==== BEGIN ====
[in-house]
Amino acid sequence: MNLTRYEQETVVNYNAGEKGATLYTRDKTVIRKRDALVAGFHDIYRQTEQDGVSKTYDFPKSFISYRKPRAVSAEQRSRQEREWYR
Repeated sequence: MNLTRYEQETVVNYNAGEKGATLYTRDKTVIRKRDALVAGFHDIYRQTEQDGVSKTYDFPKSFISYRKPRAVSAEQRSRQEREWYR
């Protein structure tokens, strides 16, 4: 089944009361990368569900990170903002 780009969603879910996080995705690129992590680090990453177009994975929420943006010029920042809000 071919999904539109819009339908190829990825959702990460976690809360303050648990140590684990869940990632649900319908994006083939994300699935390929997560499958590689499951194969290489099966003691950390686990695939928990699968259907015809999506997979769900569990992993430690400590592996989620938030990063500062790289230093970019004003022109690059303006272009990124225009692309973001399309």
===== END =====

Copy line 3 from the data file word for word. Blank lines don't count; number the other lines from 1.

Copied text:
Repeated sequence: MNLTRYEQETVVNYNAGEKGATLYTRDKTVIRKRDALVAGFHDIYRQTEQDGVSKTYDFPKSFISYRKPRAVSAEQRSRQEREWYR